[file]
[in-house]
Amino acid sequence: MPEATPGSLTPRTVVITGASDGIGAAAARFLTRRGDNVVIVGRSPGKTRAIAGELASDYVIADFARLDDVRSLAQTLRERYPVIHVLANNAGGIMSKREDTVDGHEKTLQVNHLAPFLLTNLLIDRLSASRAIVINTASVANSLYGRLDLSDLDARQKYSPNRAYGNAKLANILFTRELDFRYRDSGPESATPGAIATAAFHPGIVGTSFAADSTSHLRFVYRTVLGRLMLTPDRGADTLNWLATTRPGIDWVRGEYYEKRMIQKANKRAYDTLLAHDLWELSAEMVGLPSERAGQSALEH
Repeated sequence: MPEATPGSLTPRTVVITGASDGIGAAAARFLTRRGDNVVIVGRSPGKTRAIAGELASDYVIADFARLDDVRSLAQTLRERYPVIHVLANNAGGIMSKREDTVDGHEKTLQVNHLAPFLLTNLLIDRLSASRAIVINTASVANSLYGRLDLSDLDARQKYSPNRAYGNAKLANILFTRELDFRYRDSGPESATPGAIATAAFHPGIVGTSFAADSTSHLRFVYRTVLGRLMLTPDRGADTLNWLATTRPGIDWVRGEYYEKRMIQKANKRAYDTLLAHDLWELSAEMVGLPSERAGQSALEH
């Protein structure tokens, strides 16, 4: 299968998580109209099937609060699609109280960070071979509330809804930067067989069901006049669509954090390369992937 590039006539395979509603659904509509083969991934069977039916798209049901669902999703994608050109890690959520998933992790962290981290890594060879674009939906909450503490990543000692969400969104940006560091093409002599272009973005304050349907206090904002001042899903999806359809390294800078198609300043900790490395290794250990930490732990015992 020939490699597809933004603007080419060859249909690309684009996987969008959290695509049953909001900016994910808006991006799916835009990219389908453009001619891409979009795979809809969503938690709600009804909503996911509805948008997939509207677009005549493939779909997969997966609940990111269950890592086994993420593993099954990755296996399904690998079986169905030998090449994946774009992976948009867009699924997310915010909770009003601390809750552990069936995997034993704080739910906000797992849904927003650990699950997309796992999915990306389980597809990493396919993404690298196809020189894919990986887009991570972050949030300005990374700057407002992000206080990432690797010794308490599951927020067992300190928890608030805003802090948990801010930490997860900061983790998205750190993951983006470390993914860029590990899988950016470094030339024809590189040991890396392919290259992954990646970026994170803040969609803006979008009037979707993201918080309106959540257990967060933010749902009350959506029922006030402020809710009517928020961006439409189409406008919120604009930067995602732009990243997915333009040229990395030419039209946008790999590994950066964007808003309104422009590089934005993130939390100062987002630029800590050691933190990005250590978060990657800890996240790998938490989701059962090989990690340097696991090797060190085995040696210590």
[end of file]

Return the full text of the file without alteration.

[in-house]
Amino acid sequence: MPEATPGSLTPRTVVITGASDGIGAAAARFLTRRGDNVVIVGRSPGKTRAIAGELASDYVIADFARLDDVRSLAQTLRERYPVIHVLANNAGGIMSKREDTVDGHEKTLQVNHLAPFLLTNLLIDRLSASRAIVINTASVANSLYGRLDLSDLDARQKYSPNRAYGNAKLANILFTRELDFRYRDSGPESATPGAIATAAFHPGIVGTSFAADSTSHLRFVYRTVLGRLMLTPDRGADTLNWLATTRPGIDWVRGEYYEKRMIQKANKRAYDTLLAHDLWELSAEMVGLPSERAGQSALEH
Repeated sequence: MPEATPGSLTPRTVVITGASDGIGAAAARFLTRRGDNVVIVGRSPGKTRAIAGELASDYVIADFARLDDVRSLAQTLRERYPVIHVLANNAGGIMSKREDTVDGHEKTLQVNHLAPFLLTNLLIDRLSASRAIVINTASVANSLYGRLDLSDLDARQKYSPNRAYGNAKLANILFTRELDFRYRDSGPESATPGAIATAAFHPGIVGTSFAADSTSHLRFVYRTVLGRLMLTPDRGADTLNWLATTRPGIDWVRGEYYEKRMIQKANKRAYDTLLAHDLWELSAEMVGLPSERAGQSALEH
């Protein structure tokens, strides 16, 4: 299968998580109209099937609060699609109280960070071979509330809804930067067989069901006049669509954090390369992937 590039006539395979509603659904509509083969991934069977039916798209049901669902999703994608050109890690959520998933992790962290981290890594060879674009939906909450503490990543000692969400969104940006560091093409002599272009973005304050349907206090904002001042899903999806359809390294800078198609300043900790490395290794250990930490732990015992 020939490699597809933004603007080419060859249909690309684009996987969008959290695509049953909001900016994910808006991006799916835009990219389908453009001619891409979009795979809809969503938690709600009804909503996911509805948008997939509207677009005549493939779909997969997966609940990111269950890592086994993420593993099954990755296996399904690998079986169905030998090449994946774009992976948009867009699924997310915010909770009003601390809750552990069936995997034993704080739910906000797992849904927003650990699950997309796992999915990306389980597809990493396919993404690298196809020189894919990986887009991570972050949030300005990374700057407002992000206080990432690797010794308490599951927020067992300190928890608030805003802090948990801010930490997860900061983790998205750190993951983006470390993914860029590990899988950016470094030339024809590189040991890396392919290259992954990646970026994170803040969609803006979008009037979707993201918080309106959540257990967060933010749902009350959506029922006030402020809710009517928020961006439409189409406008919120604009930067995602732009990243997915333009040229990395030419039209946008790999590994950066964007808003309104422009590089934005993130939390100062987002630029800590050691933190990005250590978060990657800890996240790998938490989701059962090989990690340097696991090797060190085995040696210590």